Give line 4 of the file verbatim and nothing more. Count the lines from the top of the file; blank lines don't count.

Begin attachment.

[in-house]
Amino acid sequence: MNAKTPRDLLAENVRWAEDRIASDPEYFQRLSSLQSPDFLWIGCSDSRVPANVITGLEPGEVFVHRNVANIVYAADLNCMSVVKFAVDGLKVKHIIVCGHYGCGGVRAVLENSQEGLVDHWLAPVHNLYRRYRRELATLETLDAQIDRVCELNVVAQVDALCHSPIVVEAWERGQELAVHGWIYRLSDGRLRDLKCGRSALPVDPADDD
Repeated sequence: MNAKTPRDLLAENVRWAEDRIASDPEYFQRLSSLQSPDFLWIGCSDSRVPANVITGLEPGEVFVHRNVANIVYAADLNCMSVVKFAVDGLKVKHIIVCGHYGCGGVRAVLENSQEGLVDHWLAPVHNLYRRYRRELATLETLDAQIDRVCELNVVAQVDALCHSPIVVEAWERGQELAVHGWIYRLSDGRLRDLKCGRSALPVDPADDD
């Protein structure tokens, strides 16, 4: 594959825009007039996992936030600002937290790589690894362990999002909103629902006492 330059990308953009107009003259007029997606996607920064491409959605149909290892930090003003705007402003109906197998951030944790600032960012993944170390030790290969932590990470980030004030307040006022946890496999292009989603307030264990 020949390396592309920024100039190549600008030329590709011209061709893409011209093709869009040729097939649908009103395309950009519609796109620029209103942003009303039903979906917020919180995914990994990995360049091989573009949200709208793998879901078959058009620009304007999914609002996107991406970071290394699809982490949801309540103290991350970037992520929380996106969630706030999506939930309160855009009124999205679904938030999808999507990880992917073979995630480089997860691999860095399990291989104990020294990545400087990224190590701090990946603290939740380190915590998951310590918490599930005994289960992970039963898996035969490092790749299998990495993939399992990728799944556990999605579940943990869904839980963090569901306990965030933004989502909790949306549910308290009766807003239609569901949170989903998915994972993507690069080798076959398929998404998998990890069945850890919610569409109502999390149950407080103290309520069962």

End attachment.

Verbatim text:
């Protein structure tokens, strides 16, 4: 594959825009007039996992936030600002937290790589690894362990999002909103629902006492 330059990308953009107009003259007029997606996607920064491409959605149909290892930090003003705007402003109906197998951030944790600032960012993944170390030790290969932590990470980030004030307040006022946890496999292009989603307030264990 020949390396592309920024100039190549600008030329590709011209061709893409011209093709869009040729097939649908009103395309950009519609796109620029209103942003009303039903979906917020919180995914990994990995360049091989573009949200709208793998879901078959058009620009304007999914609002996107991406970071290394699809982490949801309540103290991350970037992520929380996106969630706030999506939930309160855009009124999205679904938030999808999507990880992917073979995630480089997860691999860095399990291989104990020294990545400087990224190590701090990946603290939740380190915590998951310590918490599930005994289960992970039963898996035969490092790749299998990495993939399992990728799944556990999605579940943990869904839980963090569901306990965030933004989502909790949306549910308290009766807003239609569901949170989903998915994972993507690069080798076959398929998404998998990890069945850890919610569409109502999390149950407080103290309520069962």